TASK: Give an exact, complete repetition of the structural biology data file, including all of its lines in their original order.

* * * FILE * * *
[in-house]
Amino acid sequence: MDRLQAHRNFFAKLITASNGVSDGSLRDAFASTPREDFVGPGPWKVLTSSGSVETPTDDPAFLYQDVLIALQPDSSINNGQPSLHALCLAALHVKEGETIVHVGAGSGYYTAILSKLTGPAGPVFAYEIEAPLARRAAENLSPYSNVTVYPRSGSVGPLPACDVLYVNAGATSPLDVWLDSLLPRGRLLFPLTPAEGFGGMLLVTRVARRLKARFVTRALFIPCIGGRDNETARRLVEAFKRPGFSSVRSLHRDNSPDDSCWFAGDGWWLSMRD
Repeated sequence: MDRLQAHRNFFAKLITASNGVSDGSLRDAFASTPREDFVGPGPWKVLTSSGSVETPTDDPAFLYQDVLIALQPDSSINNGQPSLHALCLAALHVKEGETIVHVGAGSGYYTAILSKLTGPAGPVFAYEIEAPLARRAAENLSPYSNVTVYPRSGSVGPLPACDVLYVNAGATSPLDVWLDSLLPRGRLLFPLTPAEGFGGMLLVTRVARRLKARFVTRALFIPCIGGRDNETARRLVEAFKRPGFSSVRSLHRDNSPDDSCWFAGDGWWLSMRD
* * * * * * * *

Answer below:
[in-house]
Amino acid sequence: MDRLQAHRNFFAKLITASNGVSDGSLRDAFASTPREDFVGPGPWKVLTSSGSVETPTDDPAFLYQDVLIALQPDSSINNGQPSLHALCLAALHVKEGETIVHVGAGSGYYTAILSKLTGPAGPVFAYEIEAPLARRAAENLSPYSNVTVYPRSGSVGPLPACDVLYVNAGATSPLDVWLDSLLPRGRLLFPLTPAEGFGGMLLVTRVARRLKARFVTRALFIPCIGGRDNETARRLVEAFKRPGFSSVRSLHRDNSPDDSCWFAGDGWWLSMRD
Repeated sequence: MDRLQAHRNFFAKLITASNGVSDGSLRDAFASTPREDFVGPGPWKVLTSSGSVETPTDDPAFLYQDVLIALQPDSSINNGQPSLHALCLAALHVKEGETIVHVGAGSGYYTAILSKLTGPAGPVFAYEIEAPLARRAAENLSPYSNVTVYPRSGSVGPLPACDVLYVNAGATSPLDVWLDSLLPRGRLLFPLTPAEGFGGMLLVTRVARRLKARFVTRALFIPCIGGRDNETARRLVEAFKRPGFSSVRSLHRDNSPDDSCWFAGDGWWLSMRD